Sincerely,

Brian Cole
Chancellor

September 2020

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Today, the North Carolina Department of Health and Human Service (NCDHHS) is launching a new exposure notification application – SlowCOVIDNC – to help slow the spread of COVID-19.
 
The app anonymously notifies users of potential exposure to COVID-19. It does not collect or share personally identifying or location information.
 
On campus, SlowCOVIDNC proactively notifies students, faculty and staff about potential exposures and enables you to quickly protect yourself and your community. While you are not required to use the app, the more people who use SlowCOVIDNC on and around campus, the more effective it is in slowing the spread of COVID-19.
 
The SlowCOVIDNC app will provide another way UNCSA students, faculty and staff can stay safe. It will complement our Community Health Standards and protocols and our new surveillance testing program.
 
How it works
The app uses Bluetooth technology to safely and securely track exposure to COVID-19 using your smartphone. Developed by Apple and Google using their latest technology, SlowCOVIDNC connects with other users by exchanging private, random tokens using Bluetooth technology and routinely compares collected tokens against a list of positive COVID-19 cases. It expands our ability to reach and rapidly notify known and unknown contacts.
 
Is it safe?
SlowCOVIDNC never collects or processes any location or personally identifiable information. It also allows you to opt-out at multiple checkpoints.
 
Where to download
Students, faculty and staff can download the app from the Apple App Store or Google Play Store for Android.

Learn more by visiting the SlowCOVID19 page on the NCDHHS website and checking out the Frequently Asked Questions, or visit the NCDHHS YouTube channel for a short video.

Dear Campus Community,

As Chancellor Cole announced on Friday, we are pleased to begin a COVID-19 surveillance testing program at UNCSA as an additional way to help keep our campus safe. Surveillance testing allows us to see if there are areas where COVID-19 is popping up, and therefore, whether and where further testing is needed. All testing is optional; no one is required to participate, but participation is strongly encouraged.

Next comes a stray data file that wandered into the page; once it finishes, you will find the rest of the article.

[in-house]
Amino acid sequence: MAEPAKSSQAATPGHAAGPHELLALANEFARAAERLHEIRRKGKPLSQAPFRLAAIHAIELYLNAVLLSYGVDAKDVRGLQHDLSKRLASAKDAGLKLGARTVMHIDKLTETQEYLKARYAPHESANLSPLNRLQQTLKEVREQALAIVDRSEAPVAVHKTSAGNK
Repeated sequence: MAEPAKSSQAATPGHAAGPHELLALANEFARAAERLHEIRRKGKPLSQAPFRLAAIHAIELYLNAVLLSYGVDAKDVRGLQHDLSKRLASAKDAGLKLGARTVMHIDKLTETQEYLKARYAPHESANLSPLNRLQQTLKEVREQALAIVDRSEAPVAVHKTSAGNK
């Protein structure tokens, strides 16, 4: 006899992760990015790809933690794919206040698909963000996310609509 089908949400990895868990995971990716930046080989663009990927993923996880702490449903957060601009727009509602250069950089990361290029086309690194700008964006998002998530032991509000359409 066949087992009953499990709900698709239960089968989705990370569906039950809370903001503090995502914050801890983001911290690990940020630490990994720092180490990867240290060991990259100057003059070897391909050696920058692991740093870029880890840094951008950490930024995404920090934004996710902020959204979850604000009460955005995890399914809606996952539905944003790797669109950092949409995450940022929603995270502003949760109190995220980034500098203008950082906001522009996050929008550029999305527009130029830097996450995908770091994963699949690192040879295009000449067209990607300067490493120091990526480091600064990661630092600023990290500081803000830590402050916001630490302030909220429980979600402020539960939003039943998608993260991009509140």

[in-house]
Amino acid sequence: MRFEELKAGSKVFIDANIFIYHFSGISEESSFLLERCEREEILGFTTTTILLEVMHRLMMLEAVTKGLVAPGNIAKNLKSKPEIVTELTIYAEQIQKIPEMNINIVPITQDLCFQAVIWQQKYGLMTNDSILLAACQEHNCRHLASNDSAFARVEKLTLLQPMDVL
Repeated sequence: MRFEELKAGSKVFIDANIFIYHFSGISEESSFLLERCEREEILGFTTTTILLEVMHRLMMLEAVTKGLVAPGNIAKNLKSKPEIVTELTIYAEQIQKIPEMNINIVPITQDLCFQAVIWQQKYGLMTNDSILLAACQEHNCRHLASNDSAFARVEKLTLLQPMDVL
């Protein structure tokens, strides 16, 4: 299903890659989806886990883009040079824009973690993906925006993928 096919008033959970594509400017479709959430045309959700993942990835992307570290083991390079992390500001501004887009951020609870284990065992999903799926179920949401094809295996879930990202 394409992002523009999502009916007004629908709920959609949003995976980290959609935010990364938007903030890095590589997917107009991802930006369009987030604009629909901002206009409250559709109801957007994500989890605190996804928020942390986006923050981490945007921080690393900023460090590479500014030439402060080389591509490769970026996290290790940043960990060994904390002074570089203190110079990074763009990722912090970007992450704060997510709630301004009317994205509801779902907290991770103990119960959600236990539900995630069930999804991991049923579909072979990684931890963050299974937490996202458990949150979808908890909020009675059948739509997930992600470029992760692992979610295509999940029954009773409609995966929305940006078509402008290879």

Below are answers to questions you may have.

When and where is testing?
The first round of testing will be focused on high school and college students only, and will begin this Saturday, Sept. 12, from 9 a.m. to 12:30 p.m. in Eisenberg Social Hall of the Hanes Student Commons. Anyone selected for this first round of testing will receive an email with further instructions and an appointment time. Testing will occur every two weeks throughout the fall semester.

Who is conducting the testing?
Our testing program is being conducted in conjunction with the N.C. Department of Health and Human Services (NCDHHS), which has contracted with Starmount Healthcare Management (StarMed) to administer the tests. About every two weeks, StarMed will administer approximately 150 tests to a randomly selected testing group from our community, both on- and off-campus.

How is the testing group selected?
For the first test, 15% of high school and college students were selected using a randomly generated lottery method within representative cohorts. Students randomly selected for the surveillance testing will have the choice to opt-out. Consent from a parent or guardian is required for high school students to participate in the testing. We strongly encourage students to participate in our surveillance testing program to ensure the entire campus’ safety.
Faculty and staff may be included in testing at a later date.

How will testing work?
About 35 students per hour will be tested. Students will be prescreened by a medical provider before testing. The test will be collected via a nasal swab (officially known as a Polymerase Chain Reaction or PCR Nasopharyngeal Swab). Any personal information collected for the test will remain confidential and not used for any other purpose.

How will I receive my results?
Lab results are generally available within 72 hours from the testing date. Students will receive a text message and email with a link to access test results via a secure patient portal.

What happens if I test positive?
Students who test positive will be immediately isolated for 10 days. Positive results will be reported to UNCSA and the Forsyth County Department of Public Health. Contact tracing will be initiated for close contacts and known exposures. Students who have come in close contact with someone who has tested positive, as determined by county health officials, will be quarantined for 14 days.

Residential students placed in isolation or quarantine will be contacted by a case manager with the location and access information for their isolation/quarantine space. They will be permitted to gather their belongings (wearing a mask) to take to their new space. Isolation/quarantine spaces are equipped with a refrigerator and microwave, access to a private bathroom, bedding and towels, and trash pickup. Student Affairs will deliver meals and check-in daily. Students may continue classes online if they are able. Counseling services are available for all students, including those in quarantine.

Non-residential students will also be contacted by Student Affairs for daily check-ins and to assist with needs that might arise.

Will I be charged for the test?